The final transformation

By Fr. Mark Vander Steeg | October 30, 2014

On the feast of All Souls we pray for all the dead, trusting that our prayers help those that have not yet reached the fullness of perfect union with God. Our prayers in this life assist the dead through our union with them as the mystical body of Christ. St. Paul refers to this union in Colossians 1:24 when he states that “he makes up in his body what is lacking in the sufferings of Christ for the sake of the body, the church.” This ability to aid others through our prayers is not ended in death, neither for the giver nor the receiver.

The practice of praying for those who have died and asking them to pray for us is found inscribed on Christian tombs and funeral memorials from the earliest centuries. And in the writing of the early church fathers, such as St. Augustine’s exchange with his mother where he records her asking him that she be remembered in his Mass following her death.

Why do the dead need our prayers? When we die, it is fair to say that most of us do not die the persons we were fully called to be this side of heaven. We may very well be saved through the death and resurrection of Christ and entering the fullness of eternal life, but for most of us, the transformation into the “saint” whom we were always called to be, may not yet be complete. There may be elements of our heart, mind, soul and strength that are not yet fully moving in perfect union with God’s ways and life.

This perfect union with God is a key aspect of eternal life. God in his great mercy, through the grace of his Son’s death and resurrection, permits us after death to finally become whom we were meant to be. There is a certain “letting go,” perhaps of fallen ways, a purification and even suffering of sorts. This spiritual transformation continues after death. We remain free after death to assent to the grace of this transformation and we are not forced. Most of our transformation should be done here in this life.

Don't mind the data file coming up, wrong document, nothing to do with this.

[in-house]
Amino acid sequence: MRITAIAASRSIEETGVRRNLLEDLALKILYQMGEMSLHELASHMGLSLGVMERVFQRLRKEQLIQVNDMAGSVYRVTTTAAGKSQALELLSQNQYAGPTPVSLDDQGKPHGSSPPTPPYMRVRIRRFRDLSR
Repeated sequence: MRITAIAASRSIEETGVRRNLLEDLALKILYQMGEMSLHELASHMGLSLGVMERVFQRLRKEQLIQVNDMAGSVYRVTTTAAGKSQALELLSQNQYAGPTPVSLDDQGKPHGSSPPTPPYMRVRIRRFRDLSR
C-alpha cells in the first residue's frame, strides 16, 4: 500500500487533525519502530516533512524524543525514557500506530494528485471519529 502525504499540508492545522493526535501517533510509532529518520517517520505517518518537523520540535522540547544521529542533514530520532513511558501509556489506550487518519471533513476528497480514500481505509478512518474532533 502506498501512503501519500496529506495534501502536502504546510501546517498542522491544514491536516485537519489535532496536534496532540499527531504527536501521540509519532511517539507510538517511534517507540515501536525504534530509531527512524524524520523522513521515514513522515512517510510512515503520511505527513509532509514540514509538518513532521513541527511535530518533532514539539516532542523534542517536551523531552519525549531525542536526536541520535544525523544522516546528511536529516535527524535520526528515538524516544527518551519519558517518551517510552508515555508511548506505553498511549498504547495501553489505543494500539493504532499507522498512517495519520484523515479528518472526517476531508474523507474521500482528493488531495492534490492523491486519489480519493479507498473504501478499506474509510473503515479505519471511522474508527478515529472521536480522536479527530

We call this transformation purgatory. Pope Benedict XVI, quoting the mystics, said that it was not so much a place as it is more a process of entering eternal life. It allows us to enter the fullness of God’s presence at peace with God, ourselves and with those we may have harmed along the way. It is the final preparation for eternal union with God amidst the community of persons in heaven. When we think of “process” we instinctively correlate it with “time.” In heaven of course there is no “time” so the experience of final transformation is a part of eternity with God. Persons experiencing purgatory are saved and destined for the fullness of heaven. They are not going to hell. We pray for them in order to assist them in their final passage, especially through the offering of a Mass. The Mass has power because it is the death and resurrection of Christ made present to us. Where in your life are you presently undergoing the transformation toward eternal life? Where is God already beginning this process?

Fr. Vander Steeg is pastor of St. Bernard Parish, Green Bay.

Related Posts

Scroll to Top